Well it did not take long to have our tail handed to us again. We lost a few hooks to the structure, and pulled a few out before Todd hooked into a goliath. I started backing the boat away from the structure slowly, and it looked as if we had the fish out. The rod wasn't bending like a 500-pound fish, but after getting robbed so much I was happy to be hooked up. Just then, the fish must have realized it was hooked, turned its head and in an instant yanked Todd and his brother Bob (who was spotting him) to the floor of my boat! The line broke and we licked our wounds one more time.

I think the brothers started to take it personally, because a couple drops later Bob was either hooked into a really big fish, or planet Earth was on the line swimming below the boat. With both brothers spotting him, Bob got that fish up and beside the boat as we all ended up soaked by a few flicks of the tail. We managed a couple of quick photos as we were able to get the hook out without keeping the fish for more than a few seconds. We did not take a length/girth measurement because we wanted to get the fish back to it's home quickly, but I estimate the fish was over 400 pounds, and probably closer to the 500 pound mark, it was HUGE!

Click to Enlarge Photo

Click to Enlarge Photo

Click to Enlarge Photo

We all shook our heads in disbelief at the animal we just saw, gathered ourselves, and went back to making use of the jacks we had for bait. After passing the rod a couple times, Todd hooked up into another monster. Luckily we pulled the fish well away from the structure and hung on as it took all three brothers to pump the rod and reel down to recover line. The fish did not come in as fast as the first one, but looked like it's twin when it did. Another monster goliath!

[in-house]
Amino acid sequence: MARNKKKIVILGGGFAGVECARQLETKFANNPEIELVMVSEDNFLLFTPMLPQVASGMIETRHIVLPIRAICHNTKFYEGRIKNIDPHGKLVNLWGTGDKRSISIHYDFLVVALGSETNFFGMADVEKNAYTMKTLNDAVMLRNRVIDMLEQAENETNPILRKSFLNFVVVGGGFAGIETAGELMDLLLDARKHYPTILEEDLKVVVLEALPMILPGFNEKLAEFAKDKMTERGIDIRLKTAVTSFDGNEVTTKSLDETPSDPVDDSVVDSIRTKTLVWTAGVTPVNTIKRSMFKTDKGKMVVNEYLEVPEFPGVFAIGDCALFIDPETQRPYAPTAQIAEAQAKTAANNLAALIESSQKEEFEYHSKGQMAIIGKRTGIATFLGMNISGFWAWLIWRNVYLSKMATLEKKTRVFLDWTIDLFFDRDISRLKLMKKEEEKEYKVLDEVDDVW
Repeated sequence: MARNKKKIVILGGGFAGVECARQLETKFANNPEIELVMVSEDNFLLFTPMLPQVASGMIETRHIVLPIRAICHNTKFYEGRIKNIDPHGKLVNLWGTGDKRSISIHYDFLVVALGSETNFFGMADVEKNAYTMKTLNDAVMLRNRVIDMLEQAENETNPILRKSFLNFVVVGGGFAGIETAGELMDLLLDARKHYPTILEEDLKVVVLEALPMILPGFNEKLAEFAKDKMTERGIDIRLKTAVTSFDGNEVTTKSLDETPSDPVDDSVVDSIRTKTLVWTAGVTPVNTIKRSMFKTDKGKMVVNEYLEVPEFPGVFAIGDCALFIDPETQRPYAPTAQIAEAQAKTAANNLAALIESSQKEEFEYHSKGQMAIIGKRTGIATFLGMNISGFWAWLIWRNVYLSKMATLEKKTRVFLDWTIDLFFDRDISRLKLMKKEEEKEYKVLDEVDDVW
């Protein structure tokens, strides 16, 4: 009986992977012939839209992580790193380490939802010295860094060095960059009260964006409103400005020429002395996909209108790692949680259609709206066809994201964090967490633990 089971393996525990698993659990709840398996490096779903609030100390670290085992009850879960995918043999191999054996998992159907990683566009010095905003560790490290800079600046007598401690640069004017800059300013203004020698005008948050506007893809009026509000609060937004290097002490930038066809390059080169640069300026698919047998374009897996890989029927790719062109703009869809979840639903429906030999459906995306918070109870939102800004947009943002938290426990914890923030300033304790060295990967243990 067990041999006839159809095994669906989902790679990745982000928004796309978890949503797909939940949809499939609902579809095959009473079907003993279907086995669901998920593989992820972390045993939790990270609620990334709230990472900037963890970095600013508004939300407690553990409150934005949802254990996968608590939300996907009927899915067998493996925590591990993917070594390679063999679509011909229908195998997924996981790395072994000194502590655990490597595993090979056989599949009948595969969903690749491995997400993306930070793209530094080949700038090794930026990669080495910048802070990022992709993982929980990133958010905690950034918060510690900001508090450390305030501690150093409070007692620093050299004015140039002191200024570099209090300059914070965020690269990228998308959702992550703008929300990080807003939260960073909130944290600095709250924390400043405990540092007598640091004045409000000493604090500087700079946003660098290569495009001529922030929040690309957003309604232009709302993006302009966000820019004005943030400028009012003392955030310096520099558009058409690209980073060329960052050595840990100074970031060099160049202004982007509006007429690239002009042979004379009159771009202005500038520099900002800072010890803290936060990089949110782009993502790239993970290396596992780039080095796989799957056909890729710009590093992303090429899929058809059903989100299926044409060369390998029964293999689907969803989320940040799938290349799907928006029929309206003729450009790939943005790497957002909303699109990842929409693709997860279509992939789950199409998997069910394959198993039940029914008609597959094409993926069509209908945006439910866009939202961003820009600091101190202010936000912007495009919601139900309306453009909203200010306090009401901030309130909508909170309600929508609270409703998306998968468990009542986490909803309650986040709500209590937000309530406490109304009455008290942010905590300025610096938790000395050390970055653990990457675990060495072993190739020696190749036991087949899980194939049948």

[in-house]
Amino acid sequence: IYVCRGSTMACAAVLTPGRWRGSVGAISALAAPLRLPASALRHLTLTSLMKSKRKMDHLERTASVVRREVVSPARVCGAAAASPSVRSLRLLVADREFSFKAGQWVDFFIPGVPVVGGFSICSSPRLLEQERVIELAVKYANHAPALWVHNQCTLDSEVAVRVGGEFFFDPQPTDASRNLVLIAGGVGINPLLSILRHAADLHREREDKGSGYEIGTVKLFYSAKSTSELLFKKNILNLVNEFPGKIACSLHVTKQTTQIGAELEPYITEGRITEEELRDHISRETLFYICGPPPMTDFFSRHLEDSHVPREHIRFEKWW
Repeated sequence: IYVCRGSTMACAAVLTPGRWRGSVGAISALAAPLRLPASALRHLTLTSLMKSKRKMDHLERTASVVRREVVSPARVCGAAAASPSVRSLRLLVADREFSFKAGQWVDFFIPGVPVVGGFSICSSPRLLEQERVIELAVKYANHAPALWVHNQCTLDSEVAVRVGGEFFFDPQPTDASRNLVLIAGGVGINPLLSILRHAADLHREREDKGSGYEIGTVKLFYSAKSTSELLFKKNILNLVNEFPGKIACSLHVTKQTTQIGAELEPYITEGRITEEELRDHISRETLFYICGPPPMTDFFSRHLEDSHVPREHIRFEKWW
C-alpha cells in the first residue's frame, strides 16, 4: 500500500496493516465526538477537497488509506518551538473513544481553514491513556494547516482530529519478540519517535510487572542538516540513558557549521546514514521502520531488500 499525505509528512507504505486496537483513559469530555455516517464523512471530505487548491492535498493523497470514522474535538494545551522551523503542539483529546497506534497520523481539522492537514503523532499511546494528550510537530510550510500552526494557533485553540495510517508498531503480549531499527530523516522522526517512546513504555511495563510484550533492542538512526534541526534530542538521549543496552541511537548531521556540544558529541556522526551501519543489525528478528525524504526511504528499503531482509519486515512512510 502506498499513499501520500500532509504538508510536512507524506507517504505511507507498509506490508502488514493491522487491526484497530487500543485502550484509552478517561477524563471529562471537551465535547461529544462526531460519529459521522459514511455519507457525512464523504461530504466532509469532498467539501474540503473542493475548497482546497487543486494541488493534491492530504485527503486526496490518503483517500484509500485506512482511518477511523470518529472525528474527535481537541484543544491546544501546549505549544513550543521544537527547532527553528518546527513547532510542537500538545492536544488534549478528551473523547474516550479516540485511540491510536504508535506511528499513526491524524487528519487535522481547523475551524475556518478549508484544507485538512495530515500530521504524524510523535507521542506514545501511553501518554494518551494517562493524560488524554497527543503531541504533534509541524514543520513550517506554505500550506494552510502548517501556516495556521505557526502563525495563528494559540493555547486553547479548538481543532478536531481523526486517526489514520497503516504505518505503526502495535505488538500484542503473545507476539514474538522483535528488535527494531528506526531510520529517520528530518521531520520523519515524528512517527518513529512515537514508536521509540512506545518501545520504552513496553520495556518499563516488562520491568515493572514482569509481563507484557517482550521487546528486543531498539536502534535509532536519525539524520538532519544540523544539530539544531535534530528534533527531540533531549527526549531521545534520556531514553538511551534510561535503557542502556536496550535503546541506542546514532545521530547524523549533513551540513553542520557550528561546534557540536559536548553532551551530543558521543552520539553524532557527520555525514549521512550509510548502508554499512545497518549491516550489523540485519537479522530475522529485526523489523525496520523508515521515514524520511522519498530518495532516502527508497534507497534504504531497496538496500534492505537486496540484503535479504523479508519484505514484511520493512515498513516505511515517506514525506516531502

Click to Enlarge Photo

Click to Enlarge Photo

I guess the only way to beat the day we had last year with that one big goliath was to catch two! I think we were all spent after that, even John and I that did not reel one of those things in! It has been almost a week now, and I still can't get the images of those fish out of my head. I have seen a lot of them beside the boat now, but every time they come up my jaw still falls at the sight of those monsters. Goliaths live over 50 years, and the fish the Ryans caught were probably 30-40 years old. What an awesome creature. Can't wait for the next time I get out with those guys, I have no idea what could happen next! Remember, the next world record may be a cast away…….Capt. George Howell

Target Species:

Goliath grouper, snook, crevalle jacks

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Capt. George Howell is a lifelong angler and outdoor enthusiast. Nothing is more fulfilling to him than providing others with a memorable day of fishing. His fishing buddies will agree, he would rather see them hook into that monster fish than catch one himself. There are a lot of captains out there, but I will always do everything in my power to assure that the guests on my boat have the best possible day of fishing.

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Capt. George
201 SW 38th Ter
Cape Coral, FL 33914
Phone: 239-770-5166